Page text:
Don’t Miss Stories that the History Books Leave Out

Posted on: 05/13/2020 Back to all blog posts

When children read about history, they often do so using history textbooks, which are frequently little more than listings of events and the dates on which they happened. Sometimes, if a child is truly interested in a topic, he or she might read a biography or a book about a specific person or event, but even those often exist in isolation, disconnected from the broader historical picture. Royal Fireworks Press is offering a better option: books that contain a series of biographies, all chronicling how one aspect of history came about and some of the people who shaped it along the way.

Our Adventures on the American Frontier series of books is perfect for children who want to learn without feeling like they’re being schooled with tedious lists of facts. That’s not an optimal way to learn anyway. The books we offer instead provide a kind of storytelling, giving kids an inside look into how something came about and how it evolved to be what it is today. They are a biographical approach to economic history.

Kids may forget the date of the invention of the first steam engine, but they won’t forget how it changed river travel in America fundamentally, and how that changed and shaped the expansion of western settlement and growth across the country. But that’s what they’ll learn in the book Pioneers on the Early Waterways (along with plenty of other important information about water travel in early America). They’ll discover who Nick Roosevelt was, and Henry Shreve, and Frances Trollope. They’ll read about Davy Crockett’s time on a river (yes, he did that too), and Sam Clemens (of course; who could leave out Mark Twain?), and even Jim Garfield, who worked as a canalboatman before becoming President of the United States. And those are just some of the stories; there are others. What other history book can provide such rich content about a single topic and do so in such an enjoyable way? (Have you ever heard of Henry Shreve? Did you know that he revolutionized the design of steamboats? This is the stuff the history books leave out.)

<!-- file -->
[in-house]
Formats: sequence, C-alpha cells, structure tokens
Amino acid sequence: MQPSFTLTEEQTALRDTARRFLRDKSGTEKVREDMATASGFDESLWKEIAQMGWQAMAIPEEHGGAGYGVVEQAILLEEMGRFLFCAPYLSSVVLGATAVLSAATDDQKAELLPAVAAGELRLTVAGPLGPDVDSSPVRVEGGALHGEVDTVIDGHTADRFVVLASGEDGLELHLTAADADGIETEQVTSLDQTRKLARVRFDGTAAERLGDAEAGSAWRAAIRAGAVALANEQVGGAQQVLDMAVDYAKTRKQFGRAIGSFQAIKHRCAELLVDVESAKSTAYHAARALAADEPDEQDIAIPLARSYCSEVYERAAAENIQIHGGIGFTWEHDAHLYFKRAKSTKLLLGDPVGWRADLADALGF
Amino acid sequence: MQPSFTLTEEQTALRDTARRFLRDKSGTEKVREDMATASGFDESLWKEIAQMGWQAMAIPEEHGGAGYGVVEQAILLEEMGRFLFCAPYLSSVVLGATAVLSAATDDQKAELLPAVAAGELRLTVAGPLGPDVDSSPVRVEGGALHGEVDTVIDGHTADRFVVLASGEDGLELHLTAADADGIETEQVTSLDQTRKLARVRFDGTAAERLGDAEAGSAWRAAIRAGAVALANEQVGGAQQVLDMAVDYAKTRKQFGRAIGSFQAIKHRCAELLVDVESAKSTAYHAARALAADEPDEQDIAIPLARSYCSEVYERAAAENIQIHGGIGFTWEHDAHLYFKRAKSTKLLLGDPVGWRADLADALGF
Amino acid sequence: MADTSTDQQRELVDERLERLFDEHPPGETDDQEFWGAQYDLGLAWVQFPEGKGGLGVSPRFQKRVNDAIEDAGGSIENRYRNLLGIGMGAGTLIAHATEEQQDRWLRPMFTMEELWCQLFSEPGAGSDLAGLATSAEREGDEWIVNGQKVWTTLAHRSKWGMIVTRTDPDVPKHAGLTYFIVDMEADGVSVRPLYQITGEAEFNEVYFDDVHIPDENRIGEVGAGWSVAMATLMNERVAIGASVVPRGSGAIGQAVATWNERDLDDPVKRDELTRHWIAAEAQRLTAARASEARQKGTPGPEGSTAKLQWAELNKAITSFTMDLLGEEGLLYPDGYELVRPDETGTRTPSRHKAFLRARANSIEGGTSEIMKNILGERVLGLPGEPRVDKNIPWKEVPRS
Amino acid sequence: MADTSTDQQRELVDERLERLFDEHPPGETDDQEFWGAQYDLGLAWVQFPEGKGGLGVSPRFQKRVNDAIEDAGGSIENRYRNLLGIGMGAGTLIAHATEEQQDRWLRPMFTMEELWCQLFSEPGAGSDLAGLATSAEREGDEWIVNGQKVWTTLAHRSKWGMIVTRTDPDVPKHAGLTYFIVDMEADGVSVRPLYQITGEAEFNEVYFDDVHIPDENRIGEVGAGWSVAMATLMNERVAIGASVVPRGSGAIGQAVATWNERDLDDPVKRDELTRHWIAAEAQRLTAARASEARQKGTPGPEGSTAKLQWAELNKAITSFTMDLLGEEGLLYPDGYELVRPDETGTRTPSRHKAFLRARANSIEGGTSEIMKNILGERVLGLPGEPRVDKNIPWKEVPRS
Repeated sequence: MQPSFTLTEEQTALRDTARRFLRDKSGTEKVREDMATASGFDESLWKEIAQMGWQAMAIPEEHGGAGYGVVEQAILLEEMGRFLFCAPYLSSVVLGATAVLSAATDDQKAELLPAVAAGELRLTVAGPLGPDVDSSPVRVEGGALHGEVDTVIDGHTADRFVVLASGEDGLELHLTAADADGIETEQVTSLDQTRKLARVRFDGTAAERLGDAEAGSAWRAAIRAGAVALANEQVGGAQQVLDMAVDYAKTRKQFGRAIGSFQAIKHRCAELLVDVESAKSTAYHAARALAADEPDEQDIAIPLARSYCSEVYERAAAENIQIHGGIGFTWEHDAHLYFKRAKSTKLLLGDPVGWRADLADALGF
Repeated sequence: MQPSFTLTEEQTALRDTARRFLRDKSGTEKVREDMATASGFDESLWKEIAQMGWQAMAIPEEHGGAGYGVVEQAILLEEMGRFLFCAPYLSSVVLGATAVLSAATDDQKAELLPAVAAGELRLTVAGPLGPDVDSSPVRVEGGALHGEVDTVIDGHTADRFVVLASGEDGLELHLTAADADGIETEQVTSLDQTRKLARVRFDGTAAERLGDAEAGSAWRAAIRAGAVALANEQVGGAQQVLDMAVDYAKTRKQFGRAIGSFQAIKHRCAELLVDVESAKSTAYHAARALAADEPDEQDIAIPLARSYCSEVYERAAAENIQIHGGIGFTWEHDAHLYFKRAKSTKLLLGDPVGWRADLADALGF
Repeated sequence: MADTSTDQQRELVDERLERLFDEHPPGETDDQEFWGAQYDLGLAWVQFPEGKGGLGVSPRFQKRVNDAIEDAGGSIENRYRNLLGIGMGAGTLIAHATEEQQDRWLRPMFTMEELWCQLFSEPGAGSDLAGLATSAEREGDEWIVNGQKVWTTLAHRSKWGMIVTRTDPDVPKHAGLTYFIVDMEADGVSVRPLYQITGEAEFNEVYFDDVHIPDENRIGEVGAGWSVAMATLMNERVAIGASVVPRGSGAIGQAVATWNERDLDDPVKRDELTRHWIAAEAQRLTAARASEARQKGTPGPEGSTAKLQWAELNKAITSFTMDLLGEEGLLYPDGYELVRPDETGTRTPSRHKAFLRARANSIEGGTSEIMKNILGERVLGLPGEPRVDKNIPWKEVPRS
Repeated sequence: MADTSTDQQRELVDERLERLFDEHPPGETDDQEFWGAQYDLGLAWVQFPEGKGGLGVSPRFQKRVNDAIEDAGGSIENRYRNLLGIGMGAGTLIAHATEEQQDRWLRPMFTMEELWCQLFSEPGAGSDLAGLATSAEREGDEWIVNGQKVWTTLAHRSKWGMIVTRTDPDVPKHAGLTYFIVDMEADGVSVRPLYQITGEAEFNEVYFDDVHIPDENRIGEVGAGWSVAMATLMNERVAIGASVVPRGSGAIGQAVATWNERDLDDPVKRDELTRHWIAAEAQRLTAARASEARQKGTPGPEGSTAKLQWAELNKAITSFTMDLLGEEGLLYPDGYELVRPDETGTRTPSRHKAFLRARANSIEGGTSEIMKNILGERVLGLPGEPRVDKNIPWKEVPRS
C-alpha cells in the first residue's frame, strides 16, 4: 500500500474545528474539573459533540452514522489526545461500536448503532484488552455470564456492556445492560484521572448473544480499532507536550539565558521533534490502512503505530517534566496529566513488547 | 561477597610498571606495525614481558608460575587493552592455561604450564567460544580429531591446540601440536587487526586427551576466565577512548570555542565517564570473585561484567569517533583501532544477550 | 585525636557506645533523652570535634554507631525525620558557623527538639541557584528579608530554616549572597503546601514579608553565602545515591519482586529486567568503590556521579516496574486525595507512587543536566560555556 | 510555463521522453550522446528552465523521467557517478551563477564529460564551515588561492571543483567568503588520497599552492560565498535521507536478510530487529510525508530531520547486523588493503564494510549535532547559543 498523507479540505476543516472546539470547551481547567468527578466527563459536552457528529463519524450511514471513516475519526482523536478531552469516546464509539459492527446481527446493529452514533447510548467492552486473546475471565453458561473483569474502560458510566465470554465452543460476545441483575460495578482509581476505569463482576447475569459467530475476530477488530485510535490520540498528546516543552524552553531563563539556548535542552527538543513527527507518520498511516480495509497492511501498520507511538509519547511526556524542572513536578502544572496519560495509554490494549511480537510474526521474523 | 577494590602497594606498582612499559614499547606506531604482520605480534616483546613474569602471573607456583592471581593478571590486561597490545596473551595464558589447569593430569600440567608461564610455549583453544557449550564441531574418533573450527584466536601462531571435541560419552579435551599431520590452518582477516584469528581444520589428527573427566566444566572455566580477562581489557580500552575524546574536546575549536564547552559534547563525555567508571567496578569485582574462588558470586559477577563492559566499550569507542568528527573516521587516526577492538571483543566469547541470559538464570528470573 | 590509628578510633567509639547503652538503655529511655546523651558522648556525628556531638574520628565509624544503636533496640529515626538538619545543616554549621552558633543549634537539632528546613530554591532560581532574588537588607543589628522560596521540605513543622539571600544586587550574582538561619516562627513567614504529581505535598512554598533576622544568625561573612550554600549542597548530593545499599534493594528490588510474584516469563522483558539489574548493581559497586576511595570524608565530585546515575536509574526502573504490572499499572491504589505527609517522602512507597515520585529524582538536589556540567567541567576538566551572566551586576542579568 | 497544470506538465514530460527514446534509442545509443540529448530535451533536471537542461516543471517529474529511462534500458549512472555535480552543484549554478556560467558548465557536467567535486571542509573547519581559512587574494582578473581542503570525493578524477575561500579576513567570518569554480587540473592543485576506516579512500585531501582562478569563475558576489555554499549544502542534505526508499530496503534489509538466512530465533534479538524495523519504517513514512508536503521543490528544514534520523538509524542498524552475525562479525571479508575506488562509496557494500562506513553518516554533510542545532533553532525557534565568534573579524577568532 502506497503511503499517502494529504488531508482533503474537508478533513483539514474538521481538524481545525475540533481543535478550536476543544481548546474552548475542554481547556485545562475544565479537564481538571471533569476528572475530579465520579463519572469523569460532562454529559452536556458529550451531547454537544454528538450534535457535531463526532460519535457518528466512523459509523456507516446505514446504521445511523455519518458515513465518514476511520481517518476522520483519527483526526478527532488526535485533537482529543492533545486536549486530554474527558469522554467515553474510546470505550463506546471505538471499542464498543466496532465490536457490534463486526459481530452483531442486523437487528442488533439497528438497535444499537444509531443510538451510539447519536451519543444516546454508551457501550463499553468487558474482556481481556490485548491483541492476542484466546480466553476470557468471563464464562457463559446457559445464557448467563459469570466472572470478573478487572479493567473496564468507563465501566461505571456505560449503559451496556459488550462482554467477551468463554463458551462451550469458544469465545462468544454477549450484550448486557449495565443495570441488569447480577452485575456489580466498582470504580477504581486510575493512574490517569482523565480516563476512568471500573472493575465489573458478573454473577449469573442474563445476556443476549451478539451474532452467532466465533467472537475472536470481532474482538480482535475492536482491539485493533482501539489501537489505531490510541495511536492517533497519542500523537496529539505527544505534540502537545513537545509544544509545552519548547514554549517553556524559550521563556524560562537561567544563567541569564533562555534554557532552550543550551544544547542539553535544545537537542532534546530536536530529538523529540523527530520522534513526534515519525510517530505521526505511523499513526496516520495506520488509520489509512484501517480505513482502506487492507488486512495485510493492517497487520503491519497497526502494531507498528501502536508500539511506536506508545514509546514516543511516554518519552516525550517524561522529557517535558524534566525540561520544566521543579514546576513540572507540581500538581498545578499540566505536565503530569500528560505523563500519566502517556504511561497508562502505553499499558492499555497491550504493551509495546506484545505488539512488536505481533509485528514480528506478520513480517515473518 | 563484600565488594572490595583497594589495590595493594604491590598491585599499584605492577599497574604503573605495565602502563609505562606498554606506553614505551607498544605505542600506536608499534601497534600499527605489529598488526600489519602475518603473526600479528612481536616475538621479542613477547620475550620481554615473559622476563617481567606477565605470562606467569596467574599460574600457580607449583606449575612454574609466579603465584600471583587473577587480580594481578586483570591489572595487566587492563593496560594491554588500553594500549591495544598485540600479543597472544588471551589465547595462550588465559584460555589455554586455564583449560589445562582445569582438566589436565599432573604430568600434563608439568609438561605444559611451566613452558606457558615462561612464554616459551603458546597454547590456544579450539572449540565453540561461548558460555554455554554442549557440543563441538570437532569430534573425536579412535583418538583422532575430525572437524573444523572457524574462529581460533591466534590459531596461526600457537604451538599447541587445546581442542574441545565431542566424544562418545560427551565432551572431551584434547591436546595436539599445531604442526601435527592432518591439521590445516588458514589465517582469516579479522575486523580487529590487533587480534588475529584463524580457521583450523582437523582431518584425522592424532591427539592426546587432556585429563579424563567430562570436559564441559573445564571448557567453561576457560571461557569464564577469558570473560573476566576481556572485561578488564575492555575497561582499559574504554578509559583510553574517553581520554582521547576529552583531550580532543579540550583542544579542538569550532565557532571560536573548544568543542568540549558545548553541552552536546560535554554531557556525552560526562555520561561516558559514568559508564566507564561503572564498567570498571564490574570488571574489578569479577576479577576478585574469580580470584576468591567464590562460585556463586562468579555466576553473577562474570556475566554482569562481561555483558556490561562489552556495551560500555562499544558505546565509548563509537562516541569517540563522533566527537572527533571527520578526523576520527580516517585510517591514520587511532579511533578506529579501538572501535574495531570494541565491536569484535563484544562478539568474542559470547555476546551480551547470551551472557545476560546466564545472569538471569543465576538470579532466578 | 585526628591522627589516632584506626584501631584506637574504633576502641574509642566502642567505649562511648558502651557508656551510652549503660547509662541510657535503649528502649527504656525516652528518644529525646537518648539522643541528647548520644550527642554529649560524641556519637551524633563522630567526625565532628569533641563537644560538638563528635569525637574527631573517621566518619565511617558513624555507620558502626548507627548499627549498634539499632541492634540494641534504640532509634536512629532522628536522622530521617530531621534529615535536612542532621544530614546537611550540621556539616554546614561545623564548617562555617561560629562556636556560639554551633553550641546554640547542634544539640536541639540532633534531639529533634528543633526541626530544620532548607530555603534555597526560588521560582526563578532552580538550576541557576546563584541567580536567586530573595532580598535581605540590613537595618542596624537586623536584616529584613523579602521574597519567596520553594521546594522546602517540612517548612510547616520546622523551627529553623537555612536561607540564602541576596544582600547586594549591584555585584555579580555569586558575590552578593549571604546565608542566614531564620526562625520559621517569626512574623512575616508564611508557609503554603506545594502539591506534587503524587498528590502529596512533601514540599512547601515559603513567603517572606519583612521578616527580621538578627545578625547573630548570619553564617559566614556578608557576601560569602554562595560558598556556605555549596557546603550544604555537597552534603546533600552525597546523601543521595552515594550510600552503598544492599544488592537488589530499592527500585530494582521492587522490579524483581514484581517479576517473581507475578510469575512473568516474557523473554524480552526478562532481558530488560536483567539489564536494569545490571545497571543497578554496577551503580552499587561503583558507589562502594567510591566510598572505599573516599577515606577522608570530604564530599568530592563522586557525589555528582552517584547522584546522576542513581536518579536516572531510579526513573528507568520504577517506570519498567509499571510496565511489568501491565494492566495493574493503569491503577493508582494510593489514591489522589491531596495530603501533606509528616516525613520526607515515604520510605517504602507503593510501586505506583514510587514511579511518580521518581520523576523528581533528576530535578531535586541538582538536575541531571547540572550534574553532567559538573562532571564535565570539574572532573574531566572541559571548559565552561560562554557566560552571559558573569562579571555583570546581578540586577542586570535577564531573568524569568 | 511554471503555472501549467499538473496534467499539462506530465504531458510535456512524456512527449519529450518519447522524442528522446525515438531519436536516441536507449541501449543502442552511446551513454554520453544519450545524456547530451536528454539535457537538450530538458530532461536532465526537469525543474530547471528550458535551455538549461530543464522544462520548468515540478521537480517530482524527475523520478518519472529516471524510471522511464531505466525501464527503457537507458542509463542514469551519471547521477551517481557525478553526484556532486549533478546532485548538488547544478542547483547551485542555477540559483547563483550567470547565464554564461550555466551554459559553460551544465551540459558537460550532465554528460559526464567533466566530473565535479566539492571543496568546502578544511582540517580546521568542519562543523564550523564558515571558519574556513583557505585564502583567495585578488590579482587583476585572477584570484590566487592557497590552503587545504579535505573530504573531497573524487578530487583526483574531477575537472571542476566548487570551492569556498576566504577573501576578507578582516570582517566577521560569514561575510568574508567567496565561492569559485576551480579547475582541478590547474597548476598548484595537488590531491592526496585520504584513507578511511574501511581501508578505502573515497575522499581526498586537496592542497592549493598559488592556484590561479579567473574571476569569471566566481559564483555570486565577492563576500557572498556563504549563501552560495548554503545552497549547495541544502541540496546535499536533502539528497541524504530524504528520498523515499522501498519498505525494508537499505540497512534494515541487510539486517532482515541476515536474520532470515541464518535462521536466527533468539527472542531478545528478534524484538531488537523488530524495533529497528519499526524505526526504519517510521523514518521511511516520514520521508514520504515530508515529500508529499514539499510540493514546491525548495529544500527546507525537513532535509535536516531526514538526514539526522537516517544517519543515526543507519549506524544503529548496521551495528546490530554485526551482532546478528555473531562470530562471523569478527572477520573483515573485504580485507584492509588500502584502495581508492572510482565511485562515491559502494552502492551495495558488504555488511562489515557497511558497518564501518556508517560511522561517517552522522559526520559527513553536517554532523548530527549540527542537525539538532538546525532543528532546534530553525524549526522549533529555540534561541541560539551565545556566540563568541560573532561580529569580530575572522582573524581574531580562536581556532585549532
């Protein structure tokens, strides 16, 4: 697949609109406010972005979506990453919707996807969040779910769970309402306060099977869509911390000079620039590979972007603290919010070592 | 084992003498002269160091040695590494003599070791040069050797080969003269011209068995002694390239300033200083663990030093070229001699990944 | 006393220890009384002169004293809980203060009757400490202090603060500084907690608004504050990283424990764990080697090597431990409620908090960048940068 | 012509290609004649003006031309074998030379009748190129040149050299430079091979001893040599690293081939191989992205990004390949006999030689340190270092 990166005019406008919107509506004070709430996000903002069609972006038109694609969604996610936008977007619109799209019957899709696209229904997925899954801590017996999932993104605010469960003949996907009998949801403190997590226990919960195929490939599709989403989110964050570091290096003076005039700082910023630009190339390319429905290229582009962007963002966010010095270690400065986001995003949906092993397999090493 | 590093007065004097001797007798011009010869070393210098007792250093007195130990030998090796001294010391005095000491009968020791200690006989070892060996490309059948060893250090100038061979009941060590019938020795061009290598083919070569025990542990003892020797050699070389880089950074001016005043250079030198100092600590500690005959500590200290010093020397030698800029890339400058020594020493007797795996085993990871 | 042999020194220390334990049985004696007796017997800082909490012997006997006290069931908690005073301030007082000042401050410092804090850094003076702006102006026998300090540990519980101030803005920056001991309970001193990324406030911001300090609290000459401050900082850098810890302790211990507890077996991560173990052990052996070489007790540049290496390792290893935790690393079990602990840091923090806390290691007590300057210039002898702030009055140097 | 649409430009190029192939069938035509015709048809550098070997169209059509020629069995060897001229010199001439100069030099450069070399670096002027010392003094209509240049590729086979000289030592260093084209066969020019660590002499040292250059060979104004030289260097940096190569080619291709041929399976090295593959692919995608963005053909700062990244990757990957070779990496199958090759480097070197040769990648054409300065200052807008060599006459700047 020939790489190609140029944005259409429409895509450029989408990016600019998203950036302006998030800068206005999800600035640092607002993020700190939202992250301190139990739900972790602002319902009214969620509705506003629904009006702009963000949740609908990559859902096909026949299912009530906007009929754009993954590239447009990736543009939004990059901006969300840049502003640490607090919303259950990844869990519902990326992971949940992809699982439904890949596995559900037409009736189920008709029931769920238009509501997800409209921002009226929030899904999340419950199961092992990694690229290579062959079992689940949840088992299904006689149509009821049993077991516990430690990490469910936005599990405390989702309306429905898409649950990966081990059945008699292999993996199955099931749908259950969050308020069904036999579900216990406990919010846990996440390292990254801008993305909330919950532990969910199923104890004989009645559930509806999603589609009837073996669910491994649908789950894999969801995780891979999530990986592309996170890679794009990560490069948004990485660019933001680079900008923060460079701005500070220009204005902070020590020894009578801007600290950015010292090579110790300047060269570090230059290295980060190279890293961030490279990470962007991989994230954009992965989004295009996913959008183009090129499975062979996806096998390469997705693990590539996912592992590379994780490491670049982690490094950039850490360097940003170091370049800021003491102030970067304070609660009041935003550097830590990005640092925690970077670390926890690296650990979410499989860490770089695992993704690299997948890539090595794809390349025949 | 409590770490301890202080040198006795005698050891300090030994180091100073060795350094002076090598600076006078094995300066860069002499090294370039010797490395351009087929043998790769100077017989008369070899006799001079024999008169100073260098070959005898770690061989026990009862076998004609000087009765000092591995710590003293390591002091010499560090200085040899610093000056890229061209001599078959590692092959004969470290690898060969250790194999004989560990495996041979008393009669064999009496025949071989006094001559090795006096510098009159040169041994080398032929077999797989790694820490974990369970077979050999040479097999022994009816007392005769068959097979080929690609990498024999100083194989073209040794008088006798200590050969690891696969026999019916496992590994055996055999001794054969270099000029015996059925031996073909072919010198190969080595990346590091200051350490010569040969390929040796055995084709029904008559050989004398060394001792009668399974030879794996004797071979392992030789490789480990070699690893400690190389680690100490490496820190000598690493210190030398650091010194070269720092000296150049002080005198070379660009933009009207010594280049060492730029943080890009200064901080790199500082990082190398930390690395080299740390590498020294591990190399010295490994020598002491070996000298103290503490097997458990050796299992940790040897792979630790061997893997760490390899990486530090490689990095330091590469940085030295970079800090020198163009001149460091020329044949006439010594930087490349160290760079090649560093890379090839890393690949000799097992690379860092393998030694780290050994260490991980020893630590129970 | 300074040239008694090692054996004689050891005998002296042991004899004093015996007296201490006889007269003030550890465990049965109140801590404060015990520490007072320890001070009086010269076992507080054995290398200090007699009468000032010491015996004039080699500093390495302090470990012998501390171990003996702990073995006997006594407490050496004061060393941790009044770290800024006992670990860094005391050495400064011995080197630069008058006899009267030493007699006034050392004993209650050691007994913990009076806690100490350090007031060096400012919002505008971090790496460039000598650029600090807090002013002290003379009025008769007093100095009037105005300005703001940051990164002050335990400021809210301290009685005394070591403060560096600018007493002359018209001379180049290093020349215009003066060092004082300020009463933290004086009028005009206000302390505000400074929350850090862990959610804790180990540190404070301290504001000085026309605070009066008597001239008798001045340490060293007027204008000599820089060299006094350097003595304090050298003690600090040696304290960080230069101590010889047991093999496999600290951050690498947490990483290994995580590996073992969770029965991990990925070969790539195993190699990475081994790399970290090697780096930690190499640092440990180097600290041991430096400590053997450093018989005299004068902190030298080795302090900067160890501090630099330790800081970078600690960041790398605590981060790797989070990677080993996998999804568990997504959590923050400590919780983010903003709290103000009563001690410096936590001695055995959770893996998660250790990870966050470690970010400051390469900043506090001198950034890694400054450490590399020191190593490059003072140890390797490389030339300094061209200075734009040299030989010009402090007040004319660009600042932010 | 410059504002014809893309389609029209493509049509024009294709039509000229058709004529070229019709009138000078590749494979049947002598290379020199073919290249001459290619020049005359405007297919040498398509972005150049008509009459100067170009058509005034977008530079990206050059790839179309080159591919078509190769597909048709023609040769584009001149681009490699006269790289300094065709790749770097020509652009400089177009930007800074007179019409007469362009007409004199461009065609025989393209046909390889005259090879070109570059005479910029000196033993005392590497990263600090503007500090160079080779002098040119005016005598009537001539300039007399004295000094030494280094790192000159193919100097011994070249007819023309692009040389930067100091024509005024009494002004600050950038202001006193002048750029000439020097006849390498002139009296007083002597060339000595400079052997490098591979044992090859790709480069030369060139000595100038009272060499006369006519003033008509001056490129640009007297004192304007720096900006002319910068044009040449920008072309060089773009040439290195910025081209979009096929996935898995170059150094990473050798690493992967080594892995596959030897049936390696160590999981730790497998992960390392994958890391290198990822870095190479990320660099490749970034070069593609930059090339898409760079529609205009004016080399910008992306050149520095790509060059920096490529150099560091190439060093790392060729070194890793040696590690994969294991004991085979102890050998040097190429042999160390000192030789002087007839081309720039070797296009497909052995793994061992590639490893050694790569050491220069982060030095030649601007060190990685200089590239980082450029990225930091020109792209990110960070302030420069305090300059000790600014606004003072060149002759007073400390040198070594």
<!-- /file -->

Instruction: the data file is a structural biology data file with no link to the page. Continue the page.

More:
We’ve also just published Gold Rush Adventures, a book about how the California Gold Rush opened up the country in an incredibly rapid way (it was, after all, a gold rush). The discovery of gold changed the face of the country, but getting from the East to the West was dangerous, and there were different ways to attempt it. Children will learn about those ways and the people who tried them. They’ll read about the hardships and victories, as well as the different mining methods the Forty-Niners used. The stories are told through the perspectives of people who went west for various reasons and who discovered truths about themselves along the way. They are fascinating accounts of what it means to find true personal wealth.

The Adventures on the American Frontier series continues to grow. Don’t miss the books we already have published (about pirates and cowboys and the railroad and mail riders and more), and we’ll let you know when new additions appear (Pioneer Traders is in the works, which includes a little-known story about Abe Lincoln, among others). Each of these books is also published as a set of stories for struggling readers, including those with dyslexia or other reading disorders. Those collections, called Adventures on the American Frontier: Dyslexia Versions, contain several modifications to the text, as well as an audio feature. That way all children can have a chance to learn about history in a way that will enable them to enjoy it—and to remember it.

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